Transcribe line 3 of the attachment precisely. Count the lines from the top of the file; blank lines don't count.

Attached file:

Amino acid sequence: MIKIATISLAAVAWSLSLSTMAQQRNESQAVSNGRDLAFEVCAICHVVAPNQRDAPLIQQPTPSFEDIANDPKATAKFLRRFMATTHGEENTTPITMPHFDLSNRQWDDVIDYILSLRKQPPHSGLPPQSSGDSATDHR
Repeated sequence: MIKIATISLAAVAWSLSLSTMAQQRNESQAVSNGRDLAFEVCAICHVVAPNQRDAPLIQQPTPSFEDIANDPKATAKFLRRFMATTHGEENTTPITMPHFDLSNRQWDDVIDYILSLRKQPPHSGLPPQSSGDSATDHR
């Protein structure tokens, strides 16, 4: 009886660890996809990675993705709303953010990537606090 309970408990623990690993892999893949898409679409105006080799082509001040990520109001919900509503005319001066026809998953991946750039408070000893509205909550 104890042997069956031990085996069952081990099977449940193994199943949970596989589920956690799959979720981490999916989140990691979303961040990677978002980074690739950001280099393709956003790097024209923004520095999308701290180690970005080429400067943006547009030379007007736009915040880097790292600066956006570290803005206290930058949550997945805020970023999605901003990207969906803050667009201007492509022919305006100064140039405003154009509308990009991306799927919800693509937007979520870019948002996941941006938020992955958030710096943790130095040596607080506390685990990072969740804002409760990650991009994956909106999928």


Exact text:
């Protein structure tokens, strides 16, 4: 009886660890996809990675993705709303953010990537606090 309970408990623990690993892999893949898409679409105006080799082509001040990520109001919900509503005319001066026809998953991946750039408070000893509205909550 104890042997069956031990085996069952081990099977449940193994199943949970596989589920956690799959979720981490999916989140990691979303961040990677978002980074690739950001280099393709956003790097024209923004520095999308701290180690970005080429400067943006547009030379007007736009915040880097790292600066956006570290803005206290930058949550997945805020970023999605901003990207969906803050667009201007492509022919305006100064140039405003154009509308990009991306799927919800693509937007979520870019948002996941941006938020992955958030710096943790130095040596607080506390685990990072969740804002409760990650991009994956909106999928």